ST. PETERSBURG – Thank God for Bailey’s. I nearly fell asleep at dinner last night. This sweet after-dinner liquor perked me up and gave me enough energy to explore the Historic Heart and the Neva riverbank with my hosts from St. Petersburg State University.
I could have spent my first day in Russia catching up sleep. Instead, I ignored my jet lag and walked around my new home away from home. Before sunset, I savored the beautiful, classic buildings and the colorful history of Peter’s “Window to Europe.”
After a 7+ hour plane ride on Finnair, I scored about 3.5 hours of sleep. My fellow travelers groaned inside when a baby spent a third of the trip screaming at the top of his lungs. I’m also tempted to splurge on a business class seat on the return trip to the States after being cramped up in the center seat. On this flight over the Atlantic, we had decent selection of in-flight films/tv shows. I was able to tune out the baby’s crying with “The Heartbreak.” It had English subtitles and it was shot in beautiful Monaco.
I landed in St. Petersburg while my family and friends were asleep in California. Sergei, my driver at the airport, pointed out Stalin-era buildings and touched on World War II tales. One of his daughters was married to a conductor for the NY Philharmonic and we swapped stories on our visits to the Big Apple and the Grand Canyon.
He was certainly passionate about the cities culture and history. He answered my questions (Yes – you can climb up the “dumo” of St. Isacc’s Cathedral. Wear good walking shoes. His granddaughter left him panting, as he climbed up all those stairs.) (Avoid the Hermitage on weekends – too many tourists and tour buses) (Yes – there’s plenty of vodka. Please be careful.)
He didn’t have much to say on Russian cuisine.
My mom made me promise to let everyone know I made it to Russia in one piece. (She also advised me to buy a bottle of vodka and share it with my bears in my hotel room.) I sent out a “I made to Russia” e-mail to my hubby and parents thanks to the free internet connection at the Hotel Kronverk.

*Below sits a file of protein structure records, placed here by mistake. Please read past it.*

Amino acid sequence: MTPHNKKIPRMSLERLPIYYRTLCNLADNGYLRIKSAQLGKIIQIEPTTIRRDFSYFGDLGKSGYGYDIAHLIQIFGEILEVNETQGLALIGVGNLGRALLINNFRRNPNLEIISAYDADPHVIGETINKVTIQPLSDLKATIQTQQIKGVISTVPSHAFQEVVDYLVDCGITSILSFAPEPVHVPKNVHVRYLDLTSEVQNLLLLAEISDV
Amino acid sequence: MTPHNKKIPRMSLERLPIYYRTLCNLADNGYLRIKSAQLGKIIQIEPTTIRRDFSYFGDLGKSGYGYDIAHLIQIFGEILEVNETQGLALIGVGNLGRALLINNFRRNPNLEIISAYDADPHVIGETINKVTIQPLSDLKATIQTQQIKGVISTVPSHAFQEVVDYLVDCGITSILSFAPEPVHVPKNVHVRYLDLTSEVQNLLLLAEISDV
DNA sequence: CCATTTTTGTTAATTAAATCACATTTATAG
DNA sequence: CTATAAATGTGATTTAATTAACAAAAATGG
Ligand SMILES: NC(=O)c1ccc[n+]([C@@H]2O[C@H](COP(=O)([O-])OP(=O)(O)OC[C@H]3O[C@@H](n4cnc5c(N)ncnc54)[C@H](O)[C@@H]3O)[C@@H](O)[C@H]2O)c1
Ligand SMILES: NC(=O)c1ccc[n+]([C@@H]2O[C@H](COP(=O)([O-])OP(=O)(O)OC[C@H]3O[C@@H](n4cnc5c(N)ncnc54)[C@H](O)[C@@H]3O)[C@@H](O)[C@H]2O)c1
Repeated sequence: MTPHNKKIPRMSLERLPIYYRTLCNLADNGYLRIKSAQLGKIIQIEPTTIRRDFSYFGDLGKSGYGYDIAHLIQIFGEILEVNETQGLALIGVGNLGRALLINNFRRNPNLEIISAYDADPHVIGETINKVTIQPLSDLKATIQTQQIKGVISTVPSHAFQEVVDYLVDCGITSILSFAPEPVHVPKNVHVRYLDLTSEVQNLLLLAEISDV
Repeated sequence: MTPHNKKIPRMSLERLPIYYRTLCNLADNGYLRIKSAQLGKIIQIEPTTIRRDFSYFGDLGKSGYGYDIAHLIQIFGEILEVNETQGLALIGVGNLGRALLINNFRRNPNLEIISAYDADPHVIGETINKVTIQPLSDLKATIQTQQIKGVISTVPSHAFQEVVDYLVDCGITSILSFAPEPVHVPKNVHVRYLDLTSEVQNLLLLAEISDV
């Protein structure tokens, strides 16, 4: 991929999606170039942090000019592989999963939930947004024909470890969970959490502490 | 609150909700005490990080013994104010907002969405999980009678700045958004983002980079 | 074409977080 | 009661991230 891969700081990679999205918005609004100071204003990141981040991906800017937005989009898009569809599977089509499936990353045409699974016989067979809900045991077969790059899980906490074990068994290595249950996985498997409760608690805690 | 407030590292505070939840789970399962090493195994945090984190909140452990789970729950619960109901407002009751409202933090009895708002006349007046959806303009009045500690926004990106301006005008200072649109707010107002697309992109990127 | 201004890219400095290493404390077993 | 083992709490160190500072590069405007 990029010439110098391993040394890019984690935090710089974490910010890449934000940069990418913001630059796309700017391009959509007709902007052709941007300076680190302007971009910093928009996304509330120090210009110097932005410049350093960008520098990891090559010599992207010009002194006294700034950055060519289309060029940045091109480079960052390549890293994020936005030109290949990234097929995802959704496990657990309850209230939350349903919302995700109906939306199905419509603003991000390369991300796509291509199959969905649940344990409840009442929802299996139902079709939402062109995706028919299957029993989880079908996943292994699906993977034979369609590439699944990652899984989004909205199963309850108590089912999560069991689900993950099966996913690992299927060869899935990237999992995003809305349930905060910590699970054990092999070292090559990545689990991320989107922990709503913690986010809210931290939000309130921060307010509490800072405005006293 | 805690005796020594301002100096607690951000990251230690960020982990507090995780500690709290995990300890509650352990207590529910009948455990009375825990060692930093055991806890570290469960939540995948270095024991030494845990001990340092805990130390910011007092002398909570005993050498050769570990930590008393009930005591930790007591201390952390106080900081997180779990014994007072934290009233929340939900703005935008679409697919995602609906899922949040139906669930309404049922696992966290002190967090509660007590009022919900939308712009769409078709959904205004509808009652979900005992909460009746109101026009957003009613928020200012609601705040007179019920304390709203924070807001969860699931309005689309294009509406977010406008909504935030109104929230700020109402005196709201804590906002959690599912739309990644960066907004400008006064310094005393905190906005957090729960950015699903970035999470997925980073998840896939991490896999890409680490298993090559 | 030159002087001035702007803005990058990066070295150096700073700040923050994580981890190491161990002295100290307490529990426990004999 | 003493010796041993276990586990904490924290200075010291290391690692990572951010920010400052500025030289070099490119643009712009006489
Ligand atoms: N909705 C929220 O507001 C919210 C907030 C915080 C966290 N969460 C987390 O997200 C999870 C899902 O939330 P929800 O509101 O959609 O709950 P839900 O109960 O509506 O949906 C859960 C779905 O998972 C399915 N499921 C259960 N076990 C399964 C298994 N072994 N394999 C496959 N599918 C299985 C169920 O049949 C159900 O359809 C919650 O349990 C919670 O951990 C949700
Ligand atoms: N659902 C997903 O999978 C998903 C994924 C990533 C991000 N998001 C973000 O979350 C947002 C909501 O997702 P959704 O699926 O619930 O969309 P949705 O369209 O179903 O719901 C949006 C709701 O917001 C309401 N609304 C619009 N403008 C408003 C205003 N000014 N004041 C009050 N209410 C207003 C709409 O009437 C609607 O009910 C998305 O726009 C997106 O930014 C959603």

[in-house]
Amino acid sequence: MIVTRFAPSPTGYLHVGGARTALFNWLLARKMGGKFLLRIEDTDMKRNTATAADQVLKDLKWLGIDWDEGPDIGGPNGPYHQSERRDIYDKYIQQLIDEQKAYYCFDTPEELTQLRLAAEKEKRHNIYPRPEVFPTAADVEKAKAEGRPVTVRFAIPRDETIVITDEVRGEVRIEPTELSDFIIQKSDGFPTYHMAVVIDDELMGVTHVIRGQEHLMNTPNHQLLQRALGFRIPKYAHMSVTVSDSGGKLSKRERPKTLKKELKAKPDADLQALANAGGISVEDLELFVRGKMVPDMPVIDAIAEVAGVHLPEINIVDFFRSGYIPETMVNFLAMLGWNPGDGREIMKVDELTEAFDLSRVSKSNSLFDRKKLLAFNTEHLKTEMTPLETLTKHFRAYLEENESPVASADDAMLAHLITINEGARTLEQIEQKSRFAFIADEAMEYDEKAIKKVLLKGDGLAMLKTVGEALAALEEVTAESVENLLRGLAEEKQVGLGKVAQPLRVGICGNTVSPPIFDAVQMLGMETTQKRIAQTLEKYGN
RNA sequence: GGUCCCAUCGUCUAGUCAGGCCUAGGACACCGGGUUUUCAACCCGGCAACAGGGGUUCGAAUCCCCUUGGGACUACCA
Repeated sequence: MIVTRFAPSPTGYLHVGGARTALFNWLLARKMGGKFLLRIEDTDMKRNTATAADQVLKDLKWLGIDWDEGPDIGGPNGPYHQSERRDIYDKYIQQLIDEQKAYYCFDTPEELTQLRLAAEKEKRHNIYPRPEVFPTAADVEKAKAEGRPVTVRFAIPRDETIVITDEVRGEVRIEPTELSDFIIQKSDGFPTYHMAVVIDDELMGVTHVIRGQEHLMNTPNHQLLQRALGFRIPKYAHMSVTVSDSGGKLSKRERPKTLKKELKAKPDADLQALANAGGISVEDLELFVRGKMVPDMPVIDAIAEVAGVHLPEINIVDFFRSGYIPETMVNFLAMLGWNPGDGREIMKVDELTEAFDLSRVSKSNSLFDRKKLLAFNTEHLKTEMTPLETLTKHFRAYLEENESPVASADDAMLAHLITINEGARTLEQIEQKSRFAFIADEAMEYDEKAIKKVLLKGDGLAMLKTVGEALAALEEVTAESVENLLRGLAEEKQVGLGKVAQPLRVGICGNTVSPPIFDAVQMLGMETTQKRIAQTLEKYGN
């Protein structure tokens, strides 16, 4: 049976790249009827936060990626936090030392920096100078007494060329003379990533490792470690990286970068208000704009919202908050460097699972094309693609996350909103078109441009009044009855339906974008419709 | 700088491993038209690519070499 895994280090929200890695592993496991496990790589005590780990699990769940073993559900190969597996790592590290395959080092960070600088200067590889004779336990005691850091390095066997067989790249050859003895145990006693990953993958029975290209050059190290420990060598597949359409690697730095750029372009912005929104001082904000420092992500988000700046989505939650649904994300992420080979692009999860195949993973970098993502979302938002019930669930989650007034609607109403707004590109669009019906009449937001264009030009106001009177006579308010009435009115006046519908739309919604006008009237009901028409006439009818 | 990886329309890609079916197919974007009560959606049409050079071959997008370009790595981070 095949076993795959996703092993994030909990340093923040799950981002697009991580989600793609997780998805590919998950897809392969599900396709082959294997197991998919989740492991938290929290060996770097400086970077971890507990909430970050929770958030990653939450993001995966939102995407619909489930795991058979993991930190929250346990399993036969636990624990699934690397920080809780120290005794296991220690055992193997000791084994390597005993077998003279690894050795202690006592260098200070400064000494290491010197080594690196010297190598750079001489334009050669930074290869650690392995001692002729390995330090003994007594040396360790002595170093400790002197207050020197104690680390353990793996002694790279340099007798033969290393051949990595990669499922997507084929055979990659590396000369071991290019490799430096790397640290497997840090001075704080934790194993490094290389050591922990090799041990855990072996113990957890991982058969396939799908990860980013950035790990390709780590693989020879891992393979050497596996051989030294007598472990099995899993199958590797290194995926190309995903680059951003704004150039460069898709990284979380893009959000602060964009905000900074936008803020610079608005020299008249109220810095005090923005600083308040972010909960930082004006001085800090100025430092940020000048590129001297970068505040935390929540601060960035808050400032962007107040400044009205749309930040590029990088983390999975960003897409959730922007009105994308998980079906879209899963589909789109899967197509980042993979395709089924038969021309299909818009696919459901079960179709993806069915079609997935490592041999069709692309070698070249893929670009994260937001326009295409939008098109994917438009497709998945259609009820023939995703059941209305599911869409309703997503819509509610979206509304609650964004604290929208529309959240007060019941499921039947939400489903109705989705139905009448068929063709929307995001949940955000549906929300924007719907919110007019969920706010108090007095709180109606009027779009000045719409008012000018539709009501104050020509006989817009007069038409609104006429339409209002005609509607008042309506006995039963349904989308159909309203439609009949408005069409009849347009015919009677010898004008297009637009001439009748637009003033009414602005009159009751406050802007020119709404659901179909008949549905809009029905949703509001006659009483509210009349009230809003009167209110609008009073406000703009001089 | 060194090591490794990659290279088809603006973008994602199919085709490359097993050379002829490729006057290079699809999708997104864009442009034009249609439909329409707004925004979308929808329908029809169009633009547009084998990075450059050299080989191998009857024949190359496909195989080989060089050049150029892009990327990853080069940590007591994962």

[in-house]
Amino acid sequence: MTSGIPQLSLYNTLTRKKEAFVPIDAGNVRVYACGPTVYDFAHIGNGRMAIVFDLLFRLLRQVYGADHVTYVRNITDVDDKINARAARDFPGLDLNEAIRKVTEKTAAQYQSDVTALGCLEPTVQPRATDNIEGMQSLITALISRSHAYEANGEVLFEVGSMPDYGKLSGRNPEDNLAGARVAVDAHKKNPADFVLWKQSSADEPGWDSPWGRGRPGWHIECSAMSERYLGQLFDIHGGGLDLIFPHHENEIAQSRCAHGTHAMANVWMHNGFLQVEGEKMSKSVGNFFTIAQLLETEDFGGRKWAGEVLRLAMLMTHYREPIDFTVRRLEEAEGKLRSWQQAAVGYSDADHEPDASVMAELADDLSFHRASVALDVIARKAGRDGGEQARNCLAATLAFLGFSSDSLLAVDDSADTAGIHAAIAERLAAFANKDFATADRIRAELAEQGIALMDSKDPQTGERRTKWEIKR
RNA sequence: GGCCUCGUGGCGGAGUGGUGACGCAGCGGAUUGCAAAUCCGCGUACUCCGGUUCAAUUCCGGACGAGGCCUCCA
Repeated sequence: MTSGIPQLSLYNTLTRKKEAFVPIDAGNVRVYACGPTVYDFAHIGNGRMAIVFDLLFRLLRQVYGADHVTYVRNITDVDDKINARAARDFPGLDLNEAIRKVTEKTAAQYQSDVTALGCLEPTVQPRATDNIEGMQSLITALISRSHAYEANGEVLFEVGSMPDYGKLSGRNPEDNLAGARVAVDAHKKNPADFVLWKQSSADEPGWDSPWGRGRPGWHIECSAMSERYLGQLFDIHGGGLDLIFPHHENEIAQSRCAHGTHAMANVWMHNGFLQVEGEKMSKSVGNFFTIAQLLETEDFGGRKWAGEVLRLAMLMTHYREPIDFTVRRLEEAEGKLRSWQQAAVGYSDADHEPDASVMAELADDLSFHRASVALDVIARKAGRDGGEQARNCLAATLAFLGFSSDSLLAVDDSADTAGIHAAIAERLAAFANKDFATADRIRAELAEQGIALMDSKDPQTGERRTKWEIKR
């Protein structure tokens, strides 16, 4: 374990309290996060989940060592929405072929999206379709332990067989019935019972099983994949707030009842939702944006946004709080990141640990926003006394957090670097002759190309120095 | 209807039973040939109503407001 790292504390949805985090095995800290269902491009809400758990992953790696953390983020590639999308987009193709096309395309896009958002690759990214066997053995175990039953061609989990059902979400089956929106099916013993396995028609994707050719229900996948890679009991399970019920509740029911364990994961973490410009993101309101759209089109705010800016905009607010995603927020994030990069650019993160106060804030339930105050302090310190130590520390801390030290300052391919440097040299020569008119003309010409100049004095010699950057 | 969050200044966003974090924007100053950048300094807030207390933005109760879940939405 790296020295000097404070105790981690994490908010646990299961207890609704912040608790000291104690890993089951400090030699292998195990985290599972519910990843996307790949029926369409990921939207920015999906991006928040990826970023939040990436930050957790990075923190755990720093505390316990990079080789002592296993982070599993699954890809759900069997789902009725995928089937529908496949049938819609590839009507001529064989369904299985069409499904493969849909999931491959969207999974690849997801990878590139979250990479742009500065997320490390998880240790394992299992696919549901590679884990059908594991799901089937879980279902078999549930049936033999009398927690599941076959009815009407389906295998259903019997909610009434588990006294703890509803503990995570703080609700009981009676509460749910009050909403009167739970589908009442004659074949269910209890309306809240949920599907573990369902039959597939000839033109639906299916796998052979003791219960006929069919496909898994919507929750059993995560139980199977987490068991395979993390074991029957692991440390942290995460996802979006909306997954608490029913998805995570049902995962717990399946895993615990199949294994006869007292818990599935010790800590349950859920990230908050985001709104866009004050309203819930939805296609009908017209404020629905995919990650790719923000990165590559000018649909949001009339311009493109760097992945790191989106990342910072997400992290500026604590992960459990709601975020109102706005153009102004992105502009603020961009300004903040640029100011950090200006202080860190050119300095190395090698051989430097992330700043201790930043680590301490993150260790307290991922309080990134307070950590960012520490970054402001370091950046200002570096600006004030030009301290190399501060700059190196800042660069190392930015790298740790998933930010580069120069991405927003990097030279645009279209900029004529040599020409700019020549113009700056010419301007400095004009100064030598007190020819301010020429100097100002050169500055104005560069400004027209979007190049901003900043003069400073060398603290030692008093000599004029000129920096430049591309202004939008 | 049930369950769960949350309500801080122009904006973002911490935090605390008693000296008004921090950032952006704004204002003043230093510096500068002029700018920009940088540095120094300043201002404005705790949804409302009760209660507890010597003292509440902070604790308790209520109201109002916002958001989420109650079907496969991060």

I went out to dinner with Elena and Pavel after we did an orientation meeting at the hotel lobby. I gushed over the brides and wedding parties posing near the Birzhevoy most. I pointed out one bridesmaid carrying an open-bottle of vodka. Pavel said it was tradition and we laughed over how traditions like vodka can get anybody into trouble.
Elena swerved around traffic and Pavel pointed out historical nuggets on Peter and Paul’s fortress, Winter Palace and the 12 Colleges. I was up to speed on some of those nuggets thanks to the Lonely Planet Guide and NPR. (Cats at the Hermitage! I know! Gotta meet them!!!)
After dinner, Pavel gave me a walking tour of the Historic District. I whipped out my Nikon Cool Pix because I couldn’t repress my inner shutterbug any more. I apologized to Pavel for being a tourist and a snapped away as he kept talking. Thankfully, he didn’t mind stopping every few moments as I framed up icons, streets and rivers.
My hosts are quite sweet and determined to make me comfortable in this city. I don’t know many Russian phrases but I am getting by with a few Russian words and my fake sign language.
So far so good.
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